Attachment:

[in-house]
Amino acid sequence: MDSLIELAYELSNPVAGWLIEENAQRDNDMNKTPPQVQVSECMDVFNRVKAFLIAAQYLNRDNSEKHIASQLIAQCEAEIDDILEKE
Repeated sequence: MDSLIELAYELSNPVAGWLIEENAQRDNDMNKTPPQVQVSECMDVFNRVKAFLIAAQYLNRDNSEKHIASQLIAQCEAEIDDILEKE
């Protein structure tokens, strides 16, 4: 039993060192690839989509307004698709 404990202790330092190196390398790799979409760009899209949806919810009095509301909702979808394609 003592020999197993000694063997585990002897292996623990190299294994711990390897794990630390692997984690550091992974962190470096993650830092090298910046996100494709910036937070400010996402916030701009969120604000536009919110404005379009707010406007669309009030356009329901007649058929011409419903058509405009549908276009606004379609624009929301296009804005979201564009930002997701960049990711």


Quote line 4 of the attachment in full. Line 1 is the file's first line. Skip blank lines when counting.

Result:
């Protein structure tokens, strides 16, 4: 039993060192690839989509307004698709 404990202790330092190196390398790799979409760009899209949806919810009095509301909702979808394609 003592020999197993000694063997585990002897292996623990190299294994711990390897794990630390692997984690550091992974962190470096993650830092090298910046996100494709910036937070400010996402916030701009969120604000536009919110404005379009707010406007669309009030356009329901007649058929011409419903058509405009549908276009606004379609624009929301296009804005979201564009930002997701960049990711």